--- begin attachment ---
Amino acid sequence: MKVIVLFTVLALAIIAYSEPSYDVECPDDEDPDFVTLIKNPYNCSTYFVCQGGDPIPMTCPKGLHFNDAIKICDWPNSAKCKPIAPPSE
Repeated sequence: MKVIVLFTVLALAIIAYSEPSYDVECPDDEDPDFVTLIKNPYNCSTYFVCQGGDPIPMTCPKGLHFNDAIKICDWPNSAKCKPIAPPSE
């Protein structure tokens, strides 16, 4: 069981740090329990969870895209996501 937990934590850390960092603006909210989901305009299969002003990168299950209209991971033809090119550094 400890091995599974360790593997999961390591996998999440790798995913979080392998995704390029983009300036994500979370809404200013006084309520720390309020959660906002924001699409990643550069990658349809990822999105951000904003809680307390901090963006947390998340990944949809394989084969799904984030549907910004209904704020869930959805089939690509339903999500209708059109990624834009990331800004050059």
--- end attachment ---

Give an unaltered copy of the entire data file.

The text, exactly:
Amino acid sequence: MKVIVLFTVLALAIIAYSEPSYDVECPDDEDPDFVTLIKNPYNCSTYFVCQGGDPIPMTCPKGLHFNDAIKICDWPNSAKCKPIAPPSE
Repeated sequence: MKVIVLFTVLALAIIAYSEPSYDVECPDDEDPDFVTLIKNPYNCSTYFVCQGGDPIPMTCPKGLHFNDAIKICDWPNSAKCKPIAPPSE
């Protein structure tokens, strides 16, 4: 069981740090329990969870895209996501 937990934590850390960092603006909210989901305009299969002003990168299950209209991971033809090119550094 400890091995599974360790593997999961390591996998999440790798995913979080392998995704390029983009300036994500979370809404200013006084309520720390309020959660906002924001699409990643550069990658349809990822999105951000904003809680307390901090963006947390998340990944949809394989084969799904984030549907910004209904704020869930959805089939690509339903999500209708059109990624834009990331800004050059």